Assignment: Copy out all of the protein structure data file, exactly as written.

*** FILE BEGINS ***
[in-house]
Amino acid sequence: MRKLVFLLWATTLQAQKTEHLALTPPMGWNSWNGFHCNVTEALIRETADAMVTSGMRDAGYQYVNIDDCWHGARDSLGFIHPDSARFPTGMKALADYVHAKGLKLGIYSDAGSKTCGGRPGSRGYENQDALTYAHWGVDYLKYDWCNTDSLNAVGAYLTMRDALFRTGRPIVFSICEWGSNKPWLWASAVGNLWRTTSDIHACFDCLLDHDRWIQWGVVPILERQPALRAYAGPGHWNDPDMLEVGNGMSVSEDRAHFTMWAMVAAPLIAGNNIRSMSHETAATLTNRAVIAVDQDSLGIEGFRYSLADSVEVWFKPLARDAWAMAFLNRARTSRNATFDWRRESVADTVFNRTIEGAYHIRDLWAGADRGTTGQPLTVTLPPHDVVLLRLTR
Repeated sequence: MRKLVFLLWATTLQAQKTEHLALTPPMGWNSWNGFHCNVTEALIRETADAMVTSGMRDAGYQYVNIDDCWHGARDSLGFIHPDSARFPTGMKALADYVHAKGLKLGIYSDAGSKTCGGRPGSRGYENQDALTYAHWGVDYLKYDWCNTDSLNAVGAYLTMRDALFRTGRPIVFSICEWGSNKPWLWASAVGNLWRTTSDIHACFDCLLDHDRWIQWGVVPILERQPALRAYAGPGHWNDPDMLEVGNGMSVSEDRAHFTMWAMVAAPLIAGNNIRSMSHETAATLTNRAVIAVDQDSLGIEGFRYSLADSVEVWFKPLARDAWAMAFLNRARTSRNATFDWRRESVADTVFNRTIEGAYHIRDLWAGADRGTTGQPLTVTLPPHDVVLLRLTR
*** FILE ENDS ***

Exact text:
[in-house]
Amino acid sequence: MRKLVFLLWATTLQAQKTEHLALTPPMGWNSWNGFHCNVTEALIRETADAMVTSGMRDAGYQYVNIDDCWHGARDSLGFIHPDSARFPTGMKALADYVHAKGLKLGIYSDAGSKTCGGRPGSRGYENQDALTYAHWGVDYLKYDWCNTDSLNAVGAYLTMRDALFRTGRPIVFSICEWGSNKPWLWASAVGNLWRTTSDIHACFDCLLDHDRWIQWGVVPILERQPALRAYAGPGHWNDPDMLEVGNGMSVSEDRAHFTMWAMVAAPLIAGNNIRSMSHETAATLTNRAVIAVDQDSLGIEGFRYSLADSVEVWFKPLARDAWAMAFLNRARTSRNATFDWRRESVADTVFNRTIEGAYHIRDLWAGADRGTTGQPLTVTLPPHDVVLLRLTR
Repeated sequence: MRKLVFLLWATTLQAQKTEHLALTPPMGWNSWNGFHCNVTEALIRETADAMVTSGMRDAGYQYVNIDDCWHGARDSLGFIHPDSARFPTGMKALADYVHAKGLKLGIYSDAGSKTCGGRPGSRGYENQDALTYAHWGVDYLKYDWCNTDSLNAVGAYLTMRDALFRTGRPIVFSICEWGSNKPWLWASAVGNLWRTTSDIHACFDCLLDHDRWIQWGVVPILERQPALRAYAGPGHWNDPDMLEVGNGMSVSEDRAHFTMWAMVAAPLIAGNNIRSMSHETAATLTNRAVIAVDQDSLGIEGFRYSLADSVEVWFKPLARDAWAMAFLNRARTSRNATFDWRRESVADTVFNRTIEGAYHIRDLWAGADRGTTGQPLTVTLPPHDVVLLRLTR